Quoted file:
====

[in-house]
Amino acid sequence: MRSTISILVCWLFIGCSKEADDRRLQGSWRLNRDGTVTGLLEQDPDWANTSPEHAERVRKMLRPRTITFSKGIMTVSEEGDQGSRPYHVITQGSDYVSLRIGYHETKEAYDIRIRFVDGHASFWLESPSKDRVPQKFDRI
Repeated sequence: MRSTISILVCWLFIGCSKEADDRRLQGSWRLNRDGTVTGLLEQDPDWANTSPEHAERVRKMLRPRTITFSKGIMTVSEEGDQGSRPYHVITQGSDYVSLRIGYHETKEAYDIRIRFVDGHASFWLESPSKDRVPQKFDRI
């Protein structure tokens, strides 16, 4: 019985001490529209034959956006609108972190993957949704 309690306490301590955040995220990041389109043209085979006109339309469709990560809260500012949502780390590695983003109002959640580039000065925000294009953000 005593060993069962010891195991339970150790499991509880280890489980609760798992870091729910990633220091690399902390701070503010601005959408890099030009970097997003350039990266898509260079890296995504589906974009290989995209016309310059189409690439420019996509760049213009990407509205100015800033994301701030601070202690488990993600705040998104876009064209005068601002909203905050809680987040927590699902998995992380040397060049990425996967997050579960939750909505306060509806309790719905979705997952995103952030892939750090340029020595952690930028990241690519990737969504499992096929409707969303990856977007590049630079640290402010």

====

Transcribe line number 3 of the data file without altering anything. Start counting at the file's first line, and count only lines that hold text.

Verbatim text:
Repeated sequence: MRSTISILVCWLFIGCSKEADDRRLQGSWRLNRDGTVTGLLEQDPDWANTSPEHAERVRKMLRPRTITFSKGIMTVSEEGDQGSRPYHVITQGSDYVSLRIGYHETKEAYDIRIRFVDGHASFWLESPSKDRVPQKFDRI